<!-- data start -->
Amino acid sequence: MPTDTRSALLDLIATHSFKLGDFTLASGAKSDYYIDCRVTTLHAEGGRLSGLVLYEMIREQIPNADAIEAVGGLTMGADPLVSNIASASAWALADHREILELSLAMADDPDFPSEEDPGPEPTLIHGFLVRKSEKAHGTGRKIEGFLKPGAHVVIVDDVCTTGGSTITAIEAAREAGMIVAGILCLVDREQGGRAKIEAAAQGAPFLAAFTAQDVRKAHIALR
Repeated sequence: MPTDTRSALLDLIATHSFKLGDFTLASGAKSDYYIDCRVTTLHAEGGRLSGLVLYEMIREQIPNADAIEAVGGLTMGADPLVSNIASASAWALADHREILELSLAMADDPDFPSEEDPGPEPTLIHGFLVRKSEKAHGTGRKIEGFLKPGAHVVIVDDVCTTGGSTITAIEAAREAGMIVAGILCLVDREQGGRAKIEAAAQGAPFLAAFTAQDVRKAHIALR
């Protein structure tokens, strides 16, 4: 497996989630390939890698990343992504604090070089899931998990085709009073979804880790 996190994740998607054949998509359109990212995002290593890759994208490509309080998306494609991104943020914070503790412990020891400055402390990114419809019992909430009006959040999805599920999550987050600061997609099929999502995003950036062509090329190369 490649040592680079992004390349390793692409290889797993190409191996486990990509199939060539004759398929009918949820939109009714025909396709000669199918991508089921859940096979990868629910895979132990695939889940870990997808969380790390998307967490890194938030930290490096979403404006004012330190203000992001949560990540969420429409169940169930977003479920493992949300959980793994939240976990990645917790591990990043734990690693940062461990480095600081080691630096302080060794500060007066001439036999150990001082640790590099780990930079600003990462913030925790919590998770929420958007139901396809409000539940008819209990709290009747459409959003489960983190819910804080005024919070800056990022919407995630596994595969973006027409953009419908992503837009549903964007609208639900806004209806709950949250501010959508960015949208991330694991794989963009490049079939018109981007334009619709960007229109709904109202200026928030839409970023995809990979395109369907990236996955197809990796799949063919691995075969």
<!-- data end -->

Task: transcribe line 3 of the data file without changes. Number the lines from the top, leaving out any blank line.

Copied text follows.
């Protein structure tokens, strides 16, 4: 497996989630390939890698990343992504604090070089899931998990085709009073979804880790 996190994740998607054949998509359109990212995002290593890759994208490509309080998306494609991104943020914070503790412990020891400055402390990114419809019992909430009006959040999805599920999550987050600061997609099929999502995003950036062509090329190369 490649040592680079992004390349390793692409290889797993190409191996486990990509199939060539004759398929009918949820939109009714025909396709000669199918991508089921859940096979990868629910895979132990695939889940870990997808969380790390998307967490890194938030930290490096979403404006004012330190203000992001949560990540969420429409169940169930977003479920493992949300959980793994939240976990990645917790591990990043734990690693940062461990480095600081080691630096302080060794500060007066001439036999150990001082640790590099780990930079600003990462913030925790919590998770929420958007139901396809409000539940008819209990709290009747459409959003489960983190819910804080005024919070800056990022919407995630596994595969973006027409953009419908992503837009549903964007609208639900806004209806709950949250501010959508960015949208991330694991794989963009490049079939018109981007334009619709960007229109709904109202200026928030839409970023995809990979395109369907990236996955197809990796799949063919691995075969």